KANJI - JAPANESE CHARACTERS AND THEIR MEANING
Kanji are Japanese logographs imported from Chinese. They constitute a Japanese alphabet of sorts, which consists of characters, each with their own meaning. Learning Japanese is a task that is arduous yet satisfying for everyone able to master this art.
Japanese characters and symbols
The Japanese writing system consists of the syllabaries hiragana and katakana, logographic characters borrowed from China called kanji (literally translated as characters of the Han), and Arabic numerals. The total number of kanji is estimated to be around 50 thousand characters. Kanji are logograms – characters representing distinct words or morphemes. Therefore, it is not an alphabet in the classical sense.
Kanji are complicated. Some words require more than one character (e.g. plane – 飛行機) and some can do with just one. The ones consisting of multiple characters usually conceal complex meaning, e.g. fly, jump, machine. Kanji should not be confused with the Chinese language – they might have been borrowed from it, but their use is different. In Japan, they are used much less frequently than in China.
Three types of kanji
There are three basic groups of kanji: the first one contains pictograms stemming from pictures of animals and items. These include words such as moon, field, eye, lips or tree. The second one contains ideograms – symbols representing various terms. These consist of only one element (e.g. down, up, one), or two/three basic elements, resulting in a more complex meaning, e.g. rest = tree + human, light = Sun + Moon. The last group contains characters consisting of the basic meaning (from basic elements) and pronunciation, e.g. the meaning on the left, the pronunciation on the right or the meaning below and the pronunciation above. The system is ripe with exceptions, making the process of learning incredibly difficult.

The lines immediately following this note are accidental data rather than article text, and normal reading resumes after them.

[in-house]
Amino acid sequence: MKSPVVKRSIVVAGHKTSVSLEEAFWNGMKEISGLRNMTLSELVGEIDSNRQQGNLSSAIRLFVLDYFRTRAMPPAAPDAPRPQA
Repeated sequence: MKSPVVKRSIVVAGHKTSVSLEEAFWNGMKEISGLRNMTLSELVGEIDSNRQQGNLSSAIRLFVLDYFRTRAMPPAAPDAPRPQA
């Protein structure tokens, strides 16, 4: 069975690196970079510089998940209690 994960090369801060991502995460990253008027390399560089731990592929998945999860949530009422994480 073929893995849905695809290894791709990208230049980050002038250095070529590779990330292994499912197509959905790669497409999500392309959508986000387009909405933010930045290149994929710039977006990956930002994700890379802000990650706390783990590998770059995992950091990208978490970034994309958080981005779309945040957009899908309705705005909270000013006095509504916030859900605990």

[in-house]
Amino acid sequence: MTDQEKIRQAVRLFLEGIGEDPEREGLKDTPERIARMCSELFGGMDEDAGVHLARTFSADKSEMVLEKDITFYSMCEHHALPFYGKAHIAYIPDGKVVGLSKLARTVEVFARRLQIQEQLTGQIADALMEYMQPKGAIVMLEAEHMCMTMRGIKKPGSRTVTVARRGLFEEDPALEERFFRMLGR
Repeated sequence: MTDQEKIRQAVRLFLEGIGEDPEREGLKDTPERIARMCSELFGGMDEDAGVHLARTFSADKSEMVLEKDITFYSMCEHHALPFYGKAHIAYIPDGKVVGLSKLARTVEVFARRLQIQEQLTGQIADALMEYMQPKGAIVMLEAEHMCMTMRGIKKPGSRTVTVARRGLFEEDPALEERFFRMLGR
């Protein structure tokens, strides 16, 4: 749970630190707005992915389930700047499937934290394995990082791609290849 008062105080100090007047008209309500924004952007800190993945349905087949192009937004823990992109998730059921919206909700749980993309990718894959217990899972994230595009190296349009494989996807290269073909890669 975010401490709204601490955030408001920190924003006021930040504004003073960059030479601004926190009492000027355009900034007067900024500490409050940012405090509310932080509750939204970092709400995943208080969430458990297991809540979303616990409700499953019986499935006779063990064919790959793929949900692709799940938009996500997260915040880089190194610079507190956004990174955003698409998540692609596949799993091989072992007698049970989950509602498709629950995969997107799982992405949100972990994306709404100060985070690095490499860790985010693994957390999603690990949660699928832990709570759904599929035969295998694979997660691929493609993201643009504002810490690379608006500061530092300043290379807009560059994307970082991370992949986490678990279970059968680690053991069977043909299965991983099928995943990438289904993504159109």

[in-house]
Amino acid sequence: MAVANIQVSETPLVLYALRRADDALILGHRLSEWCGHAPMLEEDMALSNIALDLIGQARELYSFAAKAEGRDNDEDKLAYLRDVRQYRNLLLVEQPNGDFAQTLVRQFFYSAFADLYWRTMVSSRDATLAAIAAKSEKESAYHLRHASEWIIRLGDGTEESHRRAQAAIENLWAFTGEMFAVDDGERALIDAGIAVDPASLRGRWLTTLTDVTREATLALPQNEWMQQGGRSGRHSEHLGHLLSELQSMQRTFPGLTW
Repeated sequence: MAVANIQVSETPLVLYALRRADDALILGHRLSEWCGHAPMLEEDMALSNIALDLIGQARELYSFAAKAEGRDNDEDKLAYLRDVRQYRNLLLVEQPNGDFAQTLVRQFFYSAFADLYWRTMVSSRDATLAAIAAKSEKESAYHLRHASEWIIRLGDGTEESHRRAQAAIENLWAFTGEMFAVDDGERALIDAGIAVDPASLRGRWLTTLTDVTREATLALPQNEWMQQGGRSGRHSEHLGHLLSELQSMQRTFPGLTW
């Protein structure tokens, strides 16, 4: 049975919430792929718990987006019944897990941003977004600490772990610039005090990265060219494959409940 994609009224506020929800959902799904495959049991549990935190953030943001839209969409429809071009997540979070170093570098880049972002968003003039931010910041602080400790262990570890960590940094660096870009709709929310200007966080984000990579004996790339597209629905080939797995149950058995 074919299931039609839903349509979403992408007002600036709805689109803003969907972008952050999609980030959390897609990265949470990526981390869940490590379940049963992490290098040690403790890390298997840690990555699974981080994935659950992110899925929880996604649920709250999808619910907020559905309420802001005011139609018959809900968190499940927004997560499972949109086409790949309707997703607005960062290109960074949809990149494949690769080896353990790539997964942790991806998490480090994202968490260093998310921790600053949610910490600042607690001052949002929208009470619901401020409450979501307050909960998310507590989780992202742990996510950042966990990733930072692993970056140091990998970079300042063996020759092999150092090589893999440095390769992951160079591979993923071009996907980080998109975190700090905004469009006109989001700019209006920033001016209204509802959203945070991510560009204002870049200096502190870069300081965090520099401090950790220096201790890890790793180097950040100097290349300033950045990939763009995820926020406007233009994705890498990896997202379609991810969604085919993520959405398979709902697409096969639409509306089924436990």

Kanji consist of basic and additional elements. Key elements often contain the general meaning with additional elements complementing it, allowing for the character’s interpretation. Kanji can be divided into: – kammuri: upper part – tsukuri: right part – hen: left part – tare: upper left or right surrounding part – ashi: lower part – nyo: lower left surrounding part – kamae: surrounding part When learning to write kanji, the stroke order of a given character is extremely important. The Japanese have three styles of writing: normalised, semi-cursive and cursive.
Kanji has been divided into basic sets indispensable in written communication. The joyo set contains 2,136 characters and is learnt all the way through secondary school. Add another 285 characters and you get jinmei, kanji frequently used in names and surnames. According to various estimates, you need to know approximately 3,000 characters to read newspapers and books, and knowing about 7,000 makes you fluent in the language. Very few Japanese know all the characters.
The art of kanji
The Japanese language is considered to be one of the most difficult languages in the world. Learning it takes years, but gaining a good command of it is extremely satisfying, especially for a foreigner. Europeans are capable of learning the basic set of kanji, and even reach academic level if persistent enough.